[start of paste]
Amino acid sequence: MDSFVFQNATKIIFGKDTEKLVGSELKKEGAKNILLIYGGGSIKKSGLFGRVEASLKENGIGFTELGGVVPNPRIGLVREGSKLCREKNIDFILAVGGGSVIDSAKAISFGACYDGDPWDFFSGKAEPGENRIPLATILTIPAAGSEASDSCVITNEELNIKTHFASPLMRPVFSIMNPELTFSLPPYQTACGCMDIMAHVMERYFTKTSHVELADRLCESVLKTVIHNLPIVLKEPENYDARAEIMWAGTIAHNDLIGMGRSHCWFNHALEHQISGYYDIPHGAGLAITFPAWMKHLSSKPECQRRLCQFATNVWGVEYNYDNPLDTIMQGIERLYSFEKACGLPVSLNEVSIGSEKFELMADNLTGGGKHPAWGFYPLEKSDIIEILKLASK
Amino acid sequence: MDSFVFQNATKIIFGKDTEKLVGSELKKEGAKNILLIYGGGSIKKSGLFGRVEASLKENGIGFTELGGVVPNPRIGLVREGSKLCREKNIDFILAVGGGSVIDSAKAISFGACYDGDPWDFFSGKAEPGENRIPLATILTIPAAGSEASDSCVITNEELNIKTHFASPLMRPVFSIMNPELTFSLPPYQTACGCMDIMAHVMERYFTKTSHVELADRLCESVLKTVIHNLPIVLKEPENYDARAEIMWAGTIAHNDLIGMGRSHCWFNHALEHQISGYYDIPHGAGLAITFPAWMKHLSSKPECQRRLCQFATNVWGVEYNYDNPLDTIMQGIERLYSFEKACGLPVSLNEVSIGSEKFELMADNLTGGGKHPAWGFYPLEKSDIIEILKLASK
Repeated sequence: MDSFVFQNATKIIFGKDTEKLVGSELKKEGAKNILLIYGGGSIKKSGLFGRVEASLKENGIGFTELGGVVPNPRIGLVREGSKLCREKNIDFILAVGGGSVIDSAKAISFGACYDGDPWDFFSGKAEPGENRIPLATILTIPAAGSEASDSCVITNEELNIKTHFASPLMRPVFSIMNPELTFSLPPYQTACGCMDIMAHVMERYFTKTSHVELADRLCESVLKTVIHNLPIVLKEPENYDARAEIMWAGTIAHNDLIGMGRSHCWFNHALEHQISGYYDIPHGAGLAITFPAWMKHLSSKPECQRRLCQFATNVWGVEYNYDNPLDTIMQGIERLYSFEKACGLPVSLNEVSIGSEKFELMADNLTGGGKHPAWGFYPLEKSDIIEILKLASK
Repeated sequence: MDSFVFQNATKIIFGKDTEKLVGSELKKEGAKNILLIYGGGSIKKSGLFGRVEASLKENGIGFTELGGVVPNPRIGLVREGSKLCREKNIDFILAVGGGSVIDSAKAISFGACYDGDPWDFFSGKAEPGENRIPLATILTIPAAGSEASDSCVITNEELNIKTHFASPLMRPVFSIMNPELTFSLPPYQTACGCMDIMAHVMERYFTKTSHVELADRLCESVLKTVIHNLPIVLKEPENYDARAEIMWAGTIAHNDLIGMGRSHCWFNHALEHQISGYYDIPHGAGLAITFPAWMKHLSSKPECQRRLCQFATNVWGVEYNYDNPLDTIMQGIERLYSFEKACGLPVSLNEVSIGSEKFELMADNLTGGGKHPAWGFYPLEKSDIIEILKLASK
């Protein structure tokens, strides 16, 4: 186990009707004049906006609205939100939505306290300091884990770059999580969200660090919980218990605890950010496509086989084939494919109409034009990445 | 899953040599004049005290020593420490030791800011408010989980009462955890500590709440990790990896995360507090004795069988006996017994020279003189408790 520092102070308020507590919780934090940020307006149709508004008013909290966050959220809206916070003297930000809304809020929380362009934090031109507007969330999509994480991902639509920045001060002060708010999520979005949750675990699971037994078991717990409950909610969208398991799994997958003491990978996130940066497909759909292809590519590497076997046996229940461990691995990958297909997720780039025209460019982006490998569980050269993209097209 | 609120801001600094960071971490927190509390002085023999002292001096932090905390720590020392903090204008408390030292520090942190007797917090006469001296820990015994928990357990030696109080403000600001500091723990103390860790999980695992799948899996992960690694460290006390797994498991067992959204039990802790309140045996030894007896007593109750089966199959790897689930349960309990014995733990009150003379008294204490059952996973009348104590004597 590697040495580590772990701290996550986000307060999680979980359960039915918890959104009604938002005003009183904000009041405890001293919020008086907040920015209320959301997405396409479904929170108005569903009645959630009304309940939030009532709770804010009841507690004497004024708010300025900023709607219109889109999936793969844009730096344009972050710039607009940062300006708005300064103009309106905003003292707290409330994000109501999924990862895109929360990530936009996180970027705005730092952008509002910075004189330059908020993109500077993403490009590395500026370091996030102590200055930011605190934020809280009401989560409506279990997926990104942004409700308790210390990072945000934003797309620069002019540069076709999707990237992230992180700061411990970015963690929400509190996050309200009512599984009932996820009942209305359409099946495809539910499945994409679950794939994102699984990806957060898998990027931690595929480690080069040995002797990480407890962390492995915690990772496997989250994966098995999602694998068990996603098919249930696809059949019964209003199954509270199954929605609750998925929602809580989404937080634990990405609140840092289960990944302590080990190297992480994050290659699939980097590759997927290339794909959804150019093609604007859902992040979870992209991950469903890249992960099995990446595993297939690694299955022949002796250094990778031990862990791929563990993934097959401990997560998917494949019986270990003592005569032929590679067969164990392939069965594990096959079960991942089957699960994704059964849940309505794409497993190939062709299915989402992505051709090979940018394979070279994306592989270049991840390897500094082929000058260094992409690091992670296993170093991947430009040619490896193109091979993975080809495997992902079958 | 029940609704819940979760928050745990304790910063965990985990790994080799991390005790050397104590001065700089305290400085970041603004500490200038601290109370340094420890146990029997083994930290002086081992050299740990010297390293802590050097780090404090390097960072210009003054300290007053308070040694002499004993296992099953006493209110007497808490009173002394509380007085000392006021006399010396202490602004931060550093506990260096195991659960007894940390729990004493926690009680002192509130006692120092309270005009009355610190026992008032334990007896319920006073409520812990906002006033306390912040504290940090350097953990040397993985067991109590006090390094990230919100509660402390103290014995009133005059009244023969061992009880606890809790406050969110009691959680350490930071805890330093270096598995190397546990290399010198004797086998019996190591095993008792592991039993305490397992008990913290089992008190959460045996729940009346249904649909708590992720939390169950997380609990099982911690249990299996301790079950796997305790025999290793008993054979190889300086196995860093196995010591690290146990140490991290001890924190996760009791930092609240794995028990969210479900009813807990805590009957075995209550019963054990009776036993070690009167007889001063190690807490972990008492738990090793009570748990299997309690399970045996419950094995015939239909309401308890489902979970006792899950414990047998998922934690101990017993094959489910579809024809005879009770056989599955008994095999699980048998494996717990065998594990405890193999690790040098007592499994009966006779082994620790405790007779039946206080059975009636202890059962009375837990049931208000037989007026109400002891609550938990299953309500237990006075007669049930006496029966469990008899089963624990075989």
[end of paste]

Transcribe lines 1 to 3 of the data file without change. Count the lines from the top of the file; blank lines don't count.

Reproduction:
Amino acid sequence: MDSFVFQNATKIIFGKDTEKLVGSELKKEGAKNILLIYGGGSIKKSGLFGRVEASLKENGIGFTELGGVVPNPRIGLVREGSKLCREKNIDFILAVGGGSVIDSAKAISFGACYDGDPWDFFSGKAEPGENRIPLATILTIPAAGSEASDSCVITNEELNIKTHFASPLMRPVFSIMNPELTFSLPPYQTACGCMDIMAHVMERYFTKTSHVELADRLCESVLKTVIHNLPIVLKEPENYDARAEIMWAGTIAHNDLIGMGRSHCWFNHALEHQISGYYDIPHGAGLAITFPAWMKHLSSKPECQRRLCQFATNVWGVEYNYDNPLDTIMQGIERLYSFEKACGLPVSLNEVSIGSEKFELMADNLTGGGKHPAWGFYPLEKSDIIEILKLASK
Amino acid sequence: MDSFVFQNATKIIFGKDTEKLVGSELKKEGAKNILLIYGGGSIKKSGLFGRVEASLKENGIGFTELGGVVPNPRIGLVREGSKLCREKNIDFILAVGGGSVIDSAKAISFGACYDGDPWDFFSGKAEPGENRIPLATILTIPAAGSEASDSCVITNEELNIKTHFASPLMRPVFSIMNPELTFSLPPYQTACGCMDIMAHVMERYFTKTSHVELADRLCESVLKTVIHNLPIVLKEPENYDARAEIMWAGTIAHNDLIGMGRSHCWFNHALEHQISGYYDIPHGAGLAITFPAWMKHLSSKPECQRRLCQFATNVWGVEYNYDNPLDTIMQGIERLYSFEKACGLPVSLNEVSIGSEKFELMADNLTGGGKHPAWGFYPLEKSDIIEILKLASK
Repeated sequence: MDSFVFQNATKIIFGKDTEKLVGSELKKEGAKNILLIYGGGSIKKSGLFGRVEASLKENGIGFTELGGVVPNPRIGLVREGSKLCREKNIDFILAVGGGSVIDSAKAISFGACYDGDPWDFFSGKAEPGENRIPLATILTIPAAGSEASDSCVITNEELNIKTHFASPLMRPVFSIMNPELTFSLPPYQTACGCMDIMAHVMERYFTKTSHVELADRLCESVLKTVIHNLPIVLKEPENYDARAEIMWAGTIAHNDLIGMGRSHCWFNHALEHQISGYYDIPHGAGLAITFPAWMKHLSSKPECQRRLCQFATNVWGVEYNYDNPLDTIMQGIERLYSFEKACGLPVSLNEVSIGSEKFELMADNLTGGGKHPAWGFYPLEKSDIIEILKLASK